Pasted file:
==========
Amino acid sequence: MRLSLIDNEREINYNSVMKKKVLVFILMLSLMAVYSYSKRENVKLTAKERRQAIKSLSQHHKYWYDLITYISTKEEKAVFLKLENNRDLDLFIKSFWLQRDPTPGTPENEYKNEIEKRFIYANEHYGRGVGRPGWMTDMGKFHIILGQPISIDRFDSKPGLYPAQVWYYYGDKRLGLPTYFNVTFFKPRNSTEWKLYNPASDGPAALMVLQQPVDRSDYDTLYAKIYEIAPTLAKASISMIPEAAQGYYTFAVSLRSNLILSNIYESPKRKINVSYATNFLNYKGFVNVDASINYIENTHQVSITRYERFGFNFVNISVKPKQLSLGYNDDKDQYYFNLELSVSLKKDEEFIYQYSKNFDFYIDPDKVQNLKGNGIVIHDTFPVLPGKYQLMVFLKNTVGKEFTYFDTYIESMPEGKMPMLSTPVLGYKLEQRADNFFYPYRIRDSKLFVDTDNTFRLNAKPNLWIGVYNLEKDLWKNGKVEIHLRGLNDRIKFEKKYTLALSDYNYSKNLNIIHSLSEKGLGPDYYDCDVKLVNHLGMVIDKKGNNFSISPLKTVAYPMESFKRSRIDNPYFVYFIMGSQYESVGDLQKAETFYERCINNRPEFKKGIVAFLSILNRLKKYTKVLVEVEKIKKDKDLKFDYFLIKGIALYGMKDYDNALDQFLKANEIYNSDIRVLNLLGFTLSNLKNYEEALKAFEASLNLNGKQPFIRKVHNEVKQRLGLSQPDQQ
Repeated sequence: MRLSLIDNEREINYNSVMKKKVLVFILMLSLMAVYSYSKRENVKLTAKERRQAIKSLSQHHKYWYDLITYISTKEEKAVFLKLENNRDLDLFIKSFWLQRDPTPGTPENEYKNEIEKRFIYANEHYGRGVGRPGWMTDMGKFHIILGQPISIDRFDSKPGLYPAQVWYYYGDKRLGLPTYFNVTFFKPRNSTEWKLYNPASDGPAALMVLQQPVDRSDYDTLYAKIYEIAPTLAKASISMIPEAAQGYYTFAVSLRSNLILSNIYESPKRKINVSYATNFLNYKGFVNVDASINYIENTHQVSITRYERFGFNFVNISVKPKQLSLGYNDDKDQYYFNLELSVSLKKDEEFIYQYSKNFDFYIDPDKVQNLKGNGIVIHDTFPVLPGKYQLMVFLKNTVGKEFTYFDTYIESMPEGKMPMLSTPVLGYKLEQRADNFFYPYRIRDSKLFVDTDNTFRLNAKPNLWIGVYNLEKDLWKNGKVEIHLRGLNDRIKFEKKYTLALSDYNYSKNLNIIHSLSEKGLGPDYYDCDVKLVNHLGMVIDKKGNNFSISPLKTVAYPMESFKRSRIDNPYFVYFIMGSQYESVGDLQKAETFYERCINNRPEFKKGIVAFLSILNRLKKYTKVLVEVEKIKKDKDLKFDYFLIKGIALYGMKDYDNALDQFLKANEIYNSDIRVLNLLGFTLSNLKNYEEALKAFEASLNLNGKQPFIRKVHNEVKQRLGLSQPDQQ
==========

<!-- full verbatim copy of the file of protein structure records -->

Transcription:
Amino acid sequence: MRLSLIDNEREINYNSVMKKKVLVFILMLSLMAVYSYSKRENVKLTAKERRQAIKSLSQHHKYWYDLITYISTKEEKAVFLKLENNRDLDLFIKSFWLQRDPTPGTPENEYKNEIEKRFIYANEHYGRGVGRPGWMTDMGKFHIILGQPISIDRFDSKPGLYPAQVWYYYGDKRLGLPTYFNVTFFKPRNSTEWKLYNPASDGPAALMVLQQPVDRSDYDTLYAKIYEIAPTLAKASISMIPEAAQGYYTFAVSLRSNLILSNIYESPKRKINVSYATNFLNYKGFVNVDASINYIENTHQVSITRYERFGFNFVNISVKPKQLSLGYNDDKDQYYFNLELSVSLKKDEEFIYQYSKNFDFYIDPDKVQNLKGNGIVIHDTFPVLPGKYQLMVFLKNTVGKEFTYFDTYIESMPEGKMPMLSTPVLGYKLEQRADNFFYPYRIRDSKLFVDTDNTFRLNAKPNLWIGVYNLEKDLWKNGKVEIHLRGLNDRIKFEKKYTLALSDYNYSKNLNIIHSLSEKGLGPDYYDCDVKLVNHLGMVIDKKGNNFSISPLKTVAYPMESFKRSRIDNPYFVYFIMGSQYESVGDLQKAETFYERCINNRPEFKKGIVAFLSILNRLKKYTKVLVEVEKIKKDKDLKFDYFLIKGIALYGMKDYDNALDQFLKANEIYNSDIRVLNLLGFTLSNLKNYEEALKAFEASLNLNGKQPFIRKVHNEVKQRLGLSQPDQQ
Repeated sequence: MRLSLIDNEREINYNSVMKKKVLVFILMLSLMAVYSYSKRENVKLTAKERRQAIKSLSQHHKYWYDLITYISTKEEKAVFLKLENNRDLDLFIKSFWLQRDPTPGTPENEYKNEIEKRFIYANEHYGRGVGRPGWMTDMGKFHIILGQPISIDRFDSKPGLYPAQVWYYYGDKRLGLPTYFNVTFFKPRNSTEWKLYNPASDGPAALMVLQQPVDRSDYDTLYAKIYEIAPTLAKASISMIPEAAQGYYTFAVSLRSNLILSNIYESPKRKINVSYATNFLNYKGFVNVDASINYIENTHQVSITRYERFGFNFVNISVKPKQLSLGYNDDKDQYYFNLELSVSLKKDEEFIYQYSKNFDFYIDPDKVQNLKGNGIVIHDTFPVLPGKYQLMVFLKNTVGKEFTYFDTYIESMPEGKMPMLSTPVLGYKLEQRADNFFYPYRIRDSKLFVDTDNTFRLNAKPNLWIGVYNLEKDLWKNGKVEIHLRGLNDRIKFEKKYTLALSDYNYSKNLNIIHSLSEKGLGPDYYDCDVKLVNHLGMVIDKKGNNFSISPLKTVAYPMESFKRSRIDNPYFVYFIMGSQYESVGDLQKAETFYERCINNRPEFKKGIVAFLSILNRLKKYTKVLVEVEKIKKDKDLKFDYFLIKGIALYGMKDYDNALDQFLKANEIYNSDIRVLNLLGFTLSNLKNYEEALKAFEASLNLNGKQPFIRKVHNEVKQRLGLSQPDQQ